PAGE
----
I received my zillionth bit of criticism this past weekend. The jabs come in all forms—to my face, behind my back, anonymous notes, vitriolic emails, sarcastic statements, condescending “suggestions,” anonymous notes dropped in the offering plate, snide remarks. Those who are pastor-teachers get it a lot, too. There’s always something to criticize about a sermon.
After 10+ years of being before the firing squad (a.k.a., sadly, the Church), this is what I’ve learned, in no particular order:
- The Gospel is always the front lines of processing any criticism. We begin receiving and processing criticism with ministering this reality to our own heart: In Christ, I am fully loved and accepted by God.
- Worship leaders who do not know and love God’s Word, or who have little grasp of theology and church history, are ill-equippped to handle much criticism. If that is the case, hit the books. If you don’t care about “that theology stuff” and don’t think it’s important, resign.
- Collaborative worship-planning (esp. with other pastors) is a great antidote to criticism, because the team shares in the blame and the defense.
- It doesn’t matter how great a church is or how wonderfully you plan and lead a service…you are ALWAYS being criticized. It never ends.
- A few times, people just hate you. And there’s not much you can do about that until God works on their heart.
- New worship leaders are often blindsided by this, and they never push through to the other side, quitting before the growth takes place.
- The only way criticism won’t hurt is if you really don’t care about the church–Christ’s Bride and God’s flock. And if that’s the case, please resign. The call to worship leading is a pastoral call, and this is a call (like many others) to share in the sufferings of Christ. The invitation to lead worship is a call to come and die.
- Ten words of encouragement quickly fade from memory, but one word of criticism keeps you up at night and is really hard to forget.
- Criticism, even the hurtful, vitriolic kind, is formative (remember Joseph: “You intended it for evil, but God intended it for good”).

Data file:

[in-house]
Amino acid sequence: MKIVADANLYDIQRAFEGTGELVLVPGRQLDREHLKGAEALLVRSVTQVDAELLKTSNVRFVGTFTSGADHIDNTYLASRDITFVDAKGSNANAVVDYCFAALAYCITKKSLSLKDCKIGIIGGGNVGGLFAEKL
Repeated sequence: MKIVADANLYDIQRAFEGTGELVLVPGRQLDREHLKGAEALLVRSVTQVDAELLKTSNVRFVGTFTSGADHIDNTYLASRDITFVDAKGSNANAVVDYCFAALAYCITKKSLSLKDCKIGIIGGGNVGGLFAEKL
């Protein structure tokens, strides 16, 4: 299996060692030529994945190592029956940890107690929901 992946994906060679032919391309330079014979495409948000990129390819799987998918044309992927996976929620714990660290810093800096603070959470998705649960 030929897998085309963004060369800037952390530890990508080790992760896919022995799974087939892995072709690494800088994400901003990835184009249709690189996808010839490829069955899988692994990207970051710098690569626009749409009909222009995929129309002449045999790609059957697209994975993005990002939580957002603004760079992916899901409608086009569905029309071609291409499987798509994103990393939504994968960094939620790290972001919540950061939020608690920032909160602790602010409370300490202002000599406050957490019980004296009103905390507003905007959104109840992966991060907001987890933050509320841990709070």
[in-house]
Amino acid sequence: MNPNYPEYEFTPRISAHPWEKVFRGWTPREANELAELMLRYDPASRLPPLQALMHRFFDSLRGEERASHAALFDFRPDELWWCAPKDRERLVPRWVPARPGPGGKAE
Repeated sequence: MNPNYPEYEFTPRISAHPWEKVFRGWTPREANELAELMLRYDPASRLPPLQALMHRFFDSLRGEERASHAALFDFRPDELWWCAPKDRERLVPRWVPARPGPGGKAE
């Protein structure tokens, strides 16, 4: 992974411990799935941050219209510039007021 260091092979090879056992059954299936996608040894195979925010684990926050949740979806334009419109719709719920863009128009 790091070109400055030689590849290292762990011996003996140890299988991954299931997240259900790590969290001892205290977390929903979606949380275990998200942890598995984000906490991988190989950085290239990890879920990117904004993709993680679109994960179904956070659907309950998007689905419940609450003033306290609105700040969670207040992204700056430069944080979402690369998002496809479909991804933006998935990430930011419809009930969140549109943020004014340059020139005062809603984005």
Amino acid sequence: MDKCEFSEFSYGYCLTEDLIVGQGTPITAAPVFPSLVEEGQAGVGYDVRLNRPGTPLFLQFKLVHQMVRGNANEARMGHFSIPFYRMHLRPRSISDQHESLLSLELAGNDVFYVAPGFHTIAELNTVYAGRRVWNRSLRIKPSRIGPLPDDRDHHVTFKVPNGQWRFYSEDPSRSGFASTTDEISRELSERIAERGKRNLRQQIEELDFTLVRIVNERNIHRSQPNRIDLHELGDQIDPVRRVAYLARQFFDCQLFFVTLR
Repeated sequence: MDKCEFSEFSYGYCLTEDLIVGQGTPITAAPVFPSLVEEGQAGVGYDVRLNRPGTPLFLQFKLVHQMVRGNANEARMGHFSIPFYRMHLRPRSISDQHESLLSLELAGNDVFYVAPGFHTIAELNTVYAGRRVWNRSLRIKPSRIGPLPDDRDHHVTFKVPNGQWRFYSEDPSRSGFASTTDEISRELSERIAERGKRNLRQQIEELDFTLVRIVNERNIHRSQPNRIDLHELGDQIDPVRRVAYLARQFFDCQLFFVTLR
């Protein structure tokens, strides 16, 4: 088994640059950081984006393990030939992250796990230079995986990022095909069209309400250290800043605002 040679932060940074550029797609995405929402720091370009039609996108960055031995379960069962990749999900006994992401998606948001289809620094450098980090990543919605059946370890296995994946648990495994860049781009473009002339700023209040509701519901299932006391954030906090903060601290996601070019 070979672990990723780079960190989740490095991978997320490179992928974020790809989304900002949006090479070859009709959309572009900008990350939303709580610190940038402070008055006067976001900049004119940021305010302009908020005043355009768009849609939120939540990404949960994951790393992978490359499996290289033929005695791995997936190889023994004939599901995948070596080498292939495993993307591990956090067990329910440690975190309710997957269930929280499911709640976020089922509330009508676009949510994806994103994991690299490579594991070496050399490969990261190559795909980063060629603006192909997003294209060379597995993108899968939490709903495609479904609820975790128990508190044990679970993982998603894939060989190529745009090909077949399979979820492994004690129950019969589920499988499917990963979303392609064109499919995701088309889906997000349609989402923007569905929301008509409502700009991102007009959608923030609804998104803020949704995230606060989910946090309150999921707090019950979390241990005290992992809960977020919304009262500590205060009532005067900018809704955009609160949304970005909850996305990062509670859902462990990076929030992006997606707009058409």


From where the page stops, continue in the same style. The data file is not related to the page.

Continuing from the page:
- Pharisaism is alive and well in the Church. I would say that over 75% of the time, criticism is based on people “adding to the law” and then defending those laws with utmost zeal.
- Consumerism is alive and well in the Church. I would say that over 75% of the time, criticism is based on a willingness to be preferential and an unwillingess to love and die to self.
- The moment you harden your heart is the moment you die. If you ever find yourself in a place where you deny all criticism without processing and dialogue, you should resign from your job. You’ve lost the heart of a pastor.
- Sometimes, criticism exposes blind spots in your ministry.
- People’s criticisms are often the surface-expressions of deeper wounds, and some people are willing to let you pastor that pain, and some are not.
- You have to learn the art of “graded response.” How much time you devote to responding to and pastoring criticism depends on a mixture of the following elements:
(a) the type of criticism (emotional, theological, etc.);
(b) the validity of the criticism;
(c) the seriousness of the criticism (e.g. Are they calling into question your capability or call?);
(d) the commitment of the criticizer to the worship and work of the Church;
(e) the willingness/openness of the criticizer to dialogue;
(f) the intent of the criticizer (e.g. Are they intending to get their way? Are they intending to demoralize you?…of course, this is hard to discern);
(g) the amount of time to give as compared to other responsibilities of your call;
(h) the proximity of the person to Christ (e.g. If there’s question of whether they are a follower of Jesus, I am usually willing to spend even more time with this person in dialogue);
(i) the depth of relationship you have with the criticizer.
- If you’re married, you need to make sure that your spouse loves Christ’s Church as much as you do, because as you process people’s criticism with him or her, an immature person will start to grow bitter, which leads to resentment of people, resentment of the Church, resentment of your job, and maybe even resentment toward God.
- In almost every criticism, there is at least a kernel of truth, even if the kernel is something VERY different from what the criticizer is expressing.
- Emotionally-charged criticism is very difficult to engage in an email-dialogue; it’s better to meet face-to-face.
- Multi-pointed criticism can get convoluted and drug out in an email-dialogue; it’s better to meet face-to-face.
- Brief but lovingly direct emails are often great ways sift out whether conversation will require a deeper level of involvement.
- However, brief but lovingly direct emails in large quantities often make you appear dismissive and unapproachable. So, tread carefully.
- Occasionally, a criticizer will come back and apologize later. When they do, you get a glimpse of heaven and what the church is really supposed to be like.
- Any time you react defensively, EVEN IF the criticism is blatantly false and unfounded, it is a sign of idolatry and sin in YOUR OWN HEART, and you need to deal with it…ongoingly. Read Tim Keller’s Counterfeit Gods if you have no idea what I’m talking about.
In short, worship leading requires leathery skin and a buttery heart.